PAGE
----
Questions for non-US self-publishing authors.

Am I eligible to publish?

Will I have withholding tax deducted from my book royalties?

Do I understand the Amazon tax information for non-US authors and publishers?

Will I have to pay local income tax and bank fees?

Do I need a Tax Identification Number or EIN?

How, when, and how often will I receive my royalty payments?

Should I publish ebooks only?

Should I publish in paperback POD?

As with any new business venture, do your homework and research first.

Ask questions of people online and make sure you read the Terms and Conditions of each service provider carefully before you click the publish button.


Related Reading: Self-Publishing Without Amazon KDP – Can You Do It?

18 thoughts on “Tax And Book Royalty Hurdles For Non-US Authors”

  1. Is there a way to avoid the 30% withholding tax if I am a non-US individual from a country with no tax treaty with the US?

  2. I worked in the Philippines two decades and have a novel ready for ebook publication. The novel will be of interest to Filipinos and others in the English-reading world. Amazon’s geo-restrictions concern me. Can only American residents download Amazon Kindle books? If the answer is yes, is there a doable way around the restriction? If Kindle isn’t an option that allows international purchases, are there other ebook publishers who would be a better fit for me? Grateful for help you can offer.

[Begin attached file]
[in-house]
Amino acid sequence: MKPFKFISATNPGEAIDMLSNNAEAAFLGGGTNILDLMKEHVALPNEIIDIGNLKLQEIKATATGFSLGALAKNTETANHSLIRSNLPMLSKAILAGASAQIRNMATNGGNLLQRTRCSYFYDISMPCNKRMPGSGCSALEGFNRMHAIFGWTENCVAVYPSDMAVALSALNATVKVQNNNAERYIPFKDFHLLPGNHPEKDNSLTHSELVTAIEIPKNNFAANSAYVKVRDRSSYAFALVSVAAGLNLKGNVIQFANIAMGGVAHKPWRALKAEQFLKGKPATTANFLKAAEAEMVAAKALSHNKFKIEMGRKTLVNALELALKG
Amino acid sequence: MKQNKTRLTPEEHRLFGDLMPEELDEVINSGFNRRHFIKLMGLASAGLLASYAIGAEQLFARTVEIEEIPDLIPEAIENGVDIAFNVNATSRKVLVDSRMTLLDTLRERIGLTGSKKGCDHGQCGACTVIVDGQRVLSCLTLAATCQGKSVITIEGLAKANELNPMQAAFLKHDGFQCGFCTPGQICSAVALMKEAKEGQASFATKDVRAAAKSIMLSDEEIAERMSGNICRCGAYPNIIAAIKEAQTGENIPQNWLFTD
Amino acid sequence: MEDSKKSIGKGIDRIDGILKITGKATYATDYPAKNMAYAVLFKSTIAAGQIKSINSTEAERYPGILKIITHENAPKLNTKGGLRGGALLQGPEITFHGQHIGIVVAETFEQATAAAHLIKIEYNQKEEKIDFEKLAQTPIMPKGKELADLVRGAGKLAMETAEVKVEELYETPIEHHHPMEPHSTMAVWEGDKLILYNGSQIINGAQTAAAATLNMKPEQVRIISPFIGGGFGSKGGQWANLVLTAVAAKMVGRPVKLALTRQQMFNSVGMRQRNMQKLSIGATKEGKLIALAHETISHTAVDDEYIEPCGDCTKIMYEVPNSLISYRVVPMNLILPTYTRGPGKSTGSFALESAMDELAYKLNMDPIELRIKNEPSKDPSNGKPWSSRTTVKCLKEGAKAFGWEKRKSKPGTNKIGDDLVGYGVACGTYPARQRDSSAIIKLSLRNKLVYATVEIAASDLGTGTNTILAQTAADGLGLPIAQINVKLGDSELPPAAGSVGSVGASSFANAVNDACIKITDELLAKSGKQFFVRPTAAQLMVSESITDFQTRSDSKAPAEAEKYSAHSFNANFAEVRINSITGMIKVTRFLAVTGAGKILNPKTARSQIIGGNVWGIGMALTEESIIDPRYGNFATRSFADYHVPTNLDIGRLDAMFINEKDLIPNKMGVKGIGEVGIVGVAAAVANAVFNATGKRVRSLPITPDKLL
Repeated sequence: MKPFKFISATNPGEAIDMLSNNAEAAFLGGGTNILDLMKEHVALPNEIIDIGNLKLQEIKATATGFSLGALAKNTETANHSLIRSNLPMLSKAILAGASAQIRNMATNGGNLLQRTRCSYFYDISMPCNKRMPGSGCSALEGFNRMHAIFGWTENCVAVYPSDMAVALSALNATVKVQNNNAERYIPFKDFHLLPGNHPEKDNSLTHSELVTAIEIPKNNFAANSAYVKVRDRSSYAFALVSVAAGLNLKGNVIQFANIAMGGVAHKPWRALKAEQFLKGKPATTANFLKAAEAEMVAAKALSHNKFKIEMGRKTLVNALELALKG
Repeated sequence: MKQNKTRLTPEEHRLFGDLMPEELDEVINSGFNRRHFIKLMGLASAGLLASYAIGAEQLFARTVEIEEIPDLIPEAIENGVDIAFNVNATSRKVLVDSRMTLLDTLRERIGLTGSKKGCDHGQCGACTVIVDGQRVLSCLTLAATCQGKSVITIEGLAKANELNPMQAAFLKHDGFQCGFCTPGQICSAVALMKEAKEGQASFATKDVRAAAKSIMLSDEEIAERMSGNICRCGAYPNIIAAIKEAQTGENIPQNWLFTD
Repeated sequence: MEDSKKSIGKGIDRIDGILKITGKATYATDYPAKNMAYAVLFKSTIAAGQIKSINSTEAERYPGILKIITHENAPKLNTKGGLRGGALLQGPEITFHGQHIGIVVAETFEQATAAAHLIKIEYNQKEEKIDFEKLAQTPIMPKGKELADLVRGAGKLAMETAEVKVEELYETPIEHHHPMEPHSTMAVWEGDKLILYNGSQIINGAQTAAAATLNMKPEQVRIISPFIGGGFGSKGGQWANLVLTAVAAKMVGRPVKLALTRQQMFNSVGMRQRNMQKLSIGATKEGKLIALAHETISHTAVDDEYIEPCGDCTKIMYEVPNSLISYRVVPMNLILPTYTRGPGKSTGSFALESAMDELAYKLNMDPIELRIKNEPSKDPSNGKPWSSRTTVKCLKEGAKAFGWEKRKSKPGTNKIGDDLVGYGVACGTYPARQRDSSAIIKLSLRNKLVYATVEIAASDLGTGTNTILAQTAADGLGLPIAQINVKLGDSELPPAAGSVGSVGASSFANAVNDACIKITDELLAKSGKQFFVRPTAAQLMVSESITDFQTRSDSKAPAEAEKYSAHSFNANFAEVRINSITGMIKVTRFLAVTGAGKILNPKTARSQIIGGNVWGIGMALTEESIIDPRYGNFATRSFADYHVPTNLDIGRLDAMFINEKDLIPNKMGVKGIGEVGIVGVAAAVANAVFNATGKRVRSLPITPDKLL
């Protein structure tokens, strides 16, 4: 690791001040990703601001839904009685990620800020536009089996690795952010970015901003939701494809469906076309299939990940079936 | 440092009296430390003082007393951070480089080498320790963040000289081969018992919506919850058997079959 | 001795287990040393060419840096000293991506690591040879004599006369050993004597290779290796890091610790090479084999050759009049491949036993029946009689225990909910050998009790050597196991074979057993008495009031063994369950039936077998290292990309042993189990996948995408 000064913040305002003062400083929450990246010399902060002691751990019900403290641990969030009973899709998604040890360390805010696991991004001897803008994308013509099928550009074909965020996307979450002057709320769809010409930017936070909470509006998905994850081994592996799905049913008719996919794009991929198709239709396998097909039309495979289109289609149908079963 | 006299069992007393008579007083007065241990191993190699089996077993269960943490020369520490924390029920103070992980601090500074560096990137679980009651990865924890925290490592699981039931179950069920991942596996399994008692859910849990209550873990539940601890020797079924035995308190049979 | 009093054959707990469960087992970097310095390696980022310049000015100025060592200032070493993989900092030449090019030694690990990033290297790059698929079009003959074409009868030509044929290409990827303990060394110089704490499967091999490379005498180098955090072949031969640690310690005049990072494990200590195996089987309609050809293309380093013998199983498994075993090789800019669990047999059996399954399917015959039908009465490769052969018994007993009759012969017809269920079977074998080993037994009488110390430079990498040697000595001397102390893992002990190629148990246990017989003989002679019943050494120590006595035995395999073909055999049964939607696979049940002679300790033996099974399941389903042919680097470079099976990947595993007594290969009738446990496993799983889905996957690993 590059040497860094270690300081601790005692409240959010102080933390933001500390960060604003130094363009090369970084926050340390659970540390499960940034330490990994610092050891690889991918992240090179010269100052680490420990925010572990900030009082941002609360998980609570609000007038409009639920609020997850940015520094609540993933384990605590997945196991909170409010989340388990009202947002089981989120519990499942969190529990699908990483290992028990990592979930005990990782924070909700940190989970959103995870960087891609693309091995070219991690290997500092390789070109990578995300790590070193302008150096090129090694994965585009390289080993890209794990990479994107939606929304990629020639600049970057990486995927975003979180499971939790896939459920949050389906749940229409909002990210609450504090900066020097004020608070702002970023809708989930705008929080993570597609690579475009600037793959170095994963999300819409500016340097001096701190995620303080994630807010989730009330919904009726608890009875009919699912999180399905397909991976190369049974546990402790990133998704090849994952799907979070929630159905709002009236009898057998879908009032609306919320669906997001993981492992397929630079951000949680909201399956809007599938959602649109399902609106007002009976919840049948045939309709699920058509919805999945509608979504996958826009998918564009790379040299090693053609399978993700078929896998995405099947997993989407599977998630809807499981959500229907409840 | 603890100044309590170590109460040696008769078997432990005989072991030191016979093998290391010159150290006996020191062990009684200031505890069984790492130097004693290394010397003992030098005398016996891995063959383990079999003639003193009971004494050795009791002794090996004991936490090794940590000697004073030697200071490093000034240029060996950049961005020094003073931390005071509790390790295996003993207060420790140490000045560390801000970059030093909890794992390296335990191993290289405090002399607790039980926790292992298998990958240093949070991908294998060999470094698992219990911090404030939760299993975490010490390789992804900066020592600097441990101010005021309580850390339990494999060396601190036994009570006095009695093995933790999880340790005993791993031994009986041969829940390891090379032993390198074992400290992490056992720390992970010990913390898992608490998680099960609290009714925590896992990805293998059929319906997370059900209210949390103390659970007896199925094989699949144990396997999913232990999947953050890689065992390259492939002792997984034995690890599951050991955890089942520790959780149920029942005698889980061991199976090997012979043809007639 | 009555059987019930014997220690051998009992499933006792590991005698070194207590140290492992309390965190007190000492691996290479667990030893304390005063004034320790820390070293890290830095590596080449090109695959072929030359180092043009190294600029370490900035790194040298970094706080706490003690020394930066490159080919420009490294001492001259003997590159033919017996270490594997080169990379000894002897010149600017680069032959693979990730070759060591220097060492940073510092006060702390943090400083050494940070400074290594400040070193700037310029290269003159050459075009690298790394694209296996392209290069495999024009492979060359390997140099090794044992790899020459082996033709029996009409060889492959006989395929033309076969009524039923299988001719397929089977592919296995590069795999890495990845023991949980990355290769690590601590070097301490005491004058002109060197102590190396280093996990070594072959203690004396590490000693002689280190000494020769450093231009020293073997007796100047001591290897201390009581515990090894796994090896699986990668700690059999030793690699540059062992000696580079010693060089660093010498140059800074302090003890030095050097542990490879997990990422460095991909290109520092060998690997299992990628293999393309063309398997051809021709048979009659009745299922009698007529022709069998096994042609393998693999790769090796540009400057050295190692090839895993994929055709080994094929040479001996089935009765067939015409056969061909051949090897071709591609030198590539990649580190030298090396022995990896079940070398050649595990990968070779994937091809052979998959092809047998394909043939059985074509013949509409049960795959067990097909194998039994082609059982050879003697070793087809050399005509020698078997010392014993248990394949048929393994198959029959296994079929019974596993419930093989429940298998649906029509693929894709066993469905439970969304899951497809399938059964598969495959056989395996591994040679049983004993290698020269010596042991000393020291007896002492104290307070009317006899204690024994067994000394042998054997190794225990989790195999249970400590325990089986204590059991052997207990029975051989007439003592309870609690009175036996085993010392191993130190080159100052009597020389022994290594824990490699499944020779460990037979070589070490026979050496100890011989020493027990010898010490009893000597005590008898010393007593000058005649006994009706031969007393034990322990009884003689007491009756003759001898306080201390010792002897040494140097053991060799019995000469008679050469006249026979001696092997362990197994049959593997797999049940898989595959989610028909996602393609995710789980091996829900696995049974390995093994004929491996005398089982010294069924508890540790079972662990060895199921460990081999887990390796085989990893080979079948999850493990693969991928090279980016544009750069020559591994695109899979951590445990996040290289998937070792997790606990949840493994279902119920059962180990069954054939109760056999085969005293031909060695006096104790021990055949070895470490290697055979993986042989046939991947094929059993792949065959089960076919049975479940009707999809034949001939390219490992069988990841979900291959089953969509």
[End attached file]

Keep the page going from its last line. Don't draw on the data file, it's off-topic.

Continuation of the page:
1. There is no US restriction on Kindle ebook sales, Richard. Anyone in the world with an Amazon account can buy them. But you could investigate Draft2Digital if you would like to have more selling options.

  3. I can confirm that as an individual Australian tax payer I can enter my Australian TIN (In Australia this is called the TFN- Tax File Number) in the KDP “Tax Interview” This hurdle was what stopped me trying to self publish through AMAZON. It has now thankfully been removed!

    1. Good news, Andrew. Yes, I believe Amazon now accepts national tax identification numbers. I’ll have to update this article once I can confirm the changes.

  4. If you publish through other print on demand services like Lulu, Blurb, BookBaby, etc and choose to pay the middle man fees to sell to Amazon, does Amazon still retain 30% in tax?

    1. No Carla. Your POD service will retain your 30% withholding tax, not Amazon. When you register for a tax exemption, you need to apply it to all your publishers.

  5. I’m an American yet I live abroad (for a long time now) I like writing as a hobby (I’m a housewife) I want to publish but I don’t want to deal with paperwork or taxes.
    If they withhold 30% do I still have to do my taxes in either country?

  6. Received Payment with Payoneer.,
    even you have sales $0.1, they will be send your payment dirct to payoneer

  7. My mind totally blanks out when it comes to this tax stuff.
    Can you please clarify for me?
    I’m a Swedish citizen, and I want to publish on amazon.
    Your table says they withhold 0%. I know we have a tax treaty with USA.
    Does that mean I can just input my Swedish social security number, and then they won’t withhold anything?
    Is that correct? I don’t understand the 30% withholding thing. Om your table it doesn’t say anybody has a 30% withholding.

  8. Thanks for tip and your valuable time to reply, Derek.